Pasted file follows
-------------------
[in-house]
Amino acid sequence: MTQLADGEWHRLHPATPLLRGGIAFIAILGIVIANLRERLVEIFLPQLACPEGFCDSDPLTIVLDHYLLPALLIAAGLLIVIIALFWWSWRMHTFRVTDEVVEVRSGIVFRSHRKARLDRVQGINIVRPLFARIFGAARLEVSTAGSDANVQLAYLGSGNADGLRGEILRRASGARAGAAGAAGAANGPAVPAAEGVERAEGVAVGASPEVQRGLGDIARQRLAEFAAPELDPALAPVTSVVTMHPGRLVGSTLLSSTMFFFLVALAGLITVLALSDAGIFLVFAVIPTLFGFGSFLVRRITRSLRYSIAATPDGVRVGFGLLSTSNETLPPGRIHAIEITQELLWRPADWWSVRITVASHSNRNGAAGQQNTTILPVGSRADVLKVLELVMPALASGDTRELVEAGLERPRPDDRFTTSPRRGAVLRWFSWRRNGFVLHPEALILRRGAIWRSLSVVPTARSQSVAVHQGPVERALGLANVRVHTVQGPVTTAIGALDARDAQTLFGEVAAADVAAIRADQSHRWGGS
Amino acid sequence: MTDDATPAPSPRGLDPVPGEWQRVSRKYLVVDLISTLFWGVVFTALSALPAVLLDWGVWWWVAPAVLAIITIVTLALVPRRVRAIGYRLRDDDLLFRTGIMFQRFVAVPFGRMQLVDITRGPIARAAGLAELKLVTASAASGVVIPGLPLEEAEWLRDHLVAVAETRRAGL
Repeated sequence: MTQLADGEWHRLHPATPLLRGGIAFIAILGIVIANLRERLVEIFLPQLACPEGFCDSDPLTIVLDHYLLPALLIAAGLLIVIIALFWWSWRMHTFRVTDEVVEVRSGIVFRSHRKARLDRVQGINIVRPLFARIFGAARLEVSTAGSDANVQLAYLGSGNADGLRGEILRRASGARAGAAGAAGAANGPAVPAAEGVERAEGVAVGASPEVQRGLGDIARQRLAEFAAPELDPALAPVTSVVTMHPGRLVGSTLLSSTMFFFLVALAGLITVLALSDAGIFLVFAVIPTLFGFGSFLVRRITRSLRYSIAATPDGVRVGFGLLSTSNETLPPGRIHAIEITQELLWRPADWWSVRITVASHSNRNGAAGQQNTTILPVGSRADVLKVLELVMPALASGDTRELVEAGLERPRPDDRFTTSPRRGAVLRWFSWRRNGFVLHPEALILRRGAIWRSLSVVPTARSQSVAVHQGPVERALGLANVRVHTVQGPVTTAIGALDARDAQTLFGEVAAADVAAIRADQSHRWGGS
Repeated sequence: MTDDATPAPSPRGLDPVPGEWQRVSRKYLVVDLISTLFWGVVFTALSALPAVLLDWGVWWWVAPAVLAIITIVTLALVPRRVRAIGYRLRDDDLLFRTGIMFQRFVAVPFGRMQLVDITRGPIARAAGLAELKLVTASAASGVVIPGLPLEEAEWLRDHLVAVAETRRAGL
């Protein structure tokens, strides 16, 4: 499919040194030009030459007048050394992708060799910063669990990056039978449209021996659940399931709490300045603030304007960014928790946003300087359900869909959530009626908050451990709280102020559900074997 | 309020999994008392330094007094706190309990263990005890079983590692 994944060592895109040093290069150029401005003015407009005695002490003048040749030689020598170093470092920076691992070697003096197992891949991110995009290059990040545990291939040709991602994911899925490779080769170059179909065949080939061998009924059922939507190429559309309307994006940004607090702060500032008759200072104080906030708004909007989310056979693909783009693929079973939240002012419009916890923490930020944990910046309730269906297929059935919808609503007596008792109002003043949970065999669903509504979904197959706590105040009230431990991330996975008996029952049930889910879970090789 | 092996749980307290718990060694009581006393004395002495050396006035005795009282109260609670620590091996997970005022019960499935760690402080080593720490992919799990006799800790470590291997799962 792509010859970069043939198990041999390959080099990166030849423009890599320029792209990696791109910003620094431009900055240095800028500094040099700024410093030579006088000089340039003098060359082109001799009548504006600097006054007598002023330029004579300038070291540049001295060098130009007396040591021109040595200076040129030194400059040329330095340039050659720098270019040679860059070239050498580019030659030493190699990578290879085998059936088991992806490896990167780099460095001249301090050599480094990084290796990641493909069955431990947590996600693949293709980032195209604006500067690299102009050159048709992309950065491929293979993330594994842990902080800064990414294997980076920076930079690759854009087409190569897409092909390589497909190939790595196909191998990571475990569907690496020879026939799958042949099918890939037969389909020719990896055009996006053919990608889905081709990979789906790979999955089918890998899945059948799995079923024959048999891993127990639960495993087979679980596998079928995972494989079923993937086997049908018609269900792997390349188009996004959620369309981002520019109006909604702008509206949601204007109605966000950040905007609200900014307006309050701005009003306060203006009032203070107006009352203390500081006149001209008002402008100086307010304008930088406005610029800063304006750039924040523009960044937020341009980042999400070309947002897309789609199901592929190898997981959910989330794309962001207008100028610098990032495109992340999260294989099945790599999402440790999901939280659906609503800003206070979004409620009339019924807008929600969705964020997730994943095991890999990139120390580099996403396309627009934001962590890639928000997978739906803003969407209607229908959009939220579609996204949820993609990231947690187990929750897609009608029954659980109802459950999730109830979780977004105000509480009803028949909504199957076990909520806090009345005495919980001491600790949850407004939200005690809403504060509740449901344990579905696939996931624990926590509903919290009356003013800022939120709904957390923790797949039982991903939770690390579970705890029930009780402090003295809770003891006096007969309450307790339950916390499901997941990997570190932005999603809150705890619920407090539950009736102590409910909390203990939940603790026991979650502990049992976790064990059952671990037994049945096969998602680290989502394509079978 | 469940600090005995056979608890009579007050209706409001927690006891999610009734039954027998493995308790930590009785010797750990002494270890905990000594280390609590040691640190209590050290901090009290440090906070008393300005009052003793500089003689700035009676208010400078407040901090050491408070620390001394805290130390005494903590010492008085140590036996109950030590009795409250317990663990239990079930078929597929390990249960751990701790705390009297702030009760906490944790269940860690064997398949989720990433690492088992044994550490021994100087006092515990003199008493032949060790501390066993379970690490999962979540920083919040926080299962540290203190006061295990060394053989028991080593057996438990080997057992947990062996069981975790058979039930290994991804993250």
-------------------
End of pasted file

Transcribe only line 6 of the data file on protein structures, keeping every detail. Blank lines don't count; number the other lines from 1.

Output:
């Protein structure tokens, strides 16, 4: 499919040194030009030459007048050394992708060799910063669990990056039978449209021996659940399931709490300045603030304007960014928790946003300087359900869909959530009626908050451990709280102020559900074997 | 309020999994008392330094007094706190309990263990005890079983590692 994944060592895109040093290069150029401005003015407009005695002490003048040749030689020598170093470092920076691992070697003096197992891949991110995009290059990040545990291939040709991602994911899925490779080769170059179909065949080939061998009924059922939507190429559309309307994006940004607090702060500032008759200072104080906030708004909007989310056979693909783009693929079973939240002012419009916890923490930020944990910046309730269906297929059935919808609503007596008792109002003043949970065999669903509504979904197959706590105040009230431990991330996975008996029952049930889910879970090789 | 092996749980307290718990060694009581006393004395002495050396006035005795009282109260609670620590091996997970005022019960499935760690402080080593720490992919799990006799800790470590291997799962 792509010859970069043939198990041999390959080099990166030849423009890599320029792209990696791109910003620094431009900055240095800028500094040099700024410093030579006088000089340039003098060359082109001799009548504006600097006054007598002023330029004579300038070291540049001295060098130009007396040591021109040595200076040129030194400059040329330095340039050659720098270019040679860059070239050498580019030659030493190699990578290879085998059936088991992806490896990167780099460095001249301090050599480094990084290796990641493909069955431990947590996600693949293709980032195209604006500067690299102009050159048709992309950065491929293979993330594994842990902080800064990414294997980076920076930079690759854009087409190569897409092909390589497909190939790595196909191998990571475990569907690496020879026939799958042949099918890939037969389909020719990896055009996006053919990608889905081709990979789906790979999955089918890998899945059948799995079923024959048999891993127990639960495993087979679980596998079928995972494989079923993937086997049908018609269900792997390349188009996004959620369309981002520019109006909604702008509206949601204007109605966000950040905007609200900014307006309050701005009003306060203006009032203070107006009352203390500081006149001209008002402008100086307010304008930088406005610029800063304006750039924040523009960044937020341009980042999400070309947002897309789609199901592929190898997981959910989330794309962001207008100028610098990032495109992340999260294989099945790599999402440790999901939280659906609503800003206070979004409620009339019924807008929600969705964020997730994943095991890999990139120390580099996403396309627009934001962590890639928000997978739906803003969407209607229908959009939220579609996204949820993609990231947690187990929750897609009608029954659980109802459950999730109830979780977004105000509480009803028949909504199957076990909520806090009345005495919980001491600790949850407004939200005690809403504060509740449901344990579905696939996931624990926590509903919290009356003013800022939120709904957390923790797949039982991903939770690390579970705890029930009780402090003295809770003891006096007969309450307790339950916390499901997941990997570190932005999603809150705890619920407090539950009736102590409910909390203990939940603790026991979650502990049992976790064990059952671990037994049945096969998602680290989502394509079978 | 469940600090005995056979608890009579007050209706409001927690006891999610009734039954027998493995308790930590009785010797750990002494270890905990000594280390609590040691640190209590050290901090009290440090906070008393300005009052003793500089003689700035009676208010400078407040901090050491408070620390001394805290130390005494903590010492008085140590036996109950030590009795409250317990663990239990079930078929597929390990249960751990701790705390009297702030009760906490944790269940860690064997398949989720990433690492088992044994550490021994100087006092515990003199008493032949060790501390066993379970690490999962979540920083919040926080299962540290203190006061295990060394053989028991080593057996438990080997057992947990062996069981975790058979039930290994991804993250």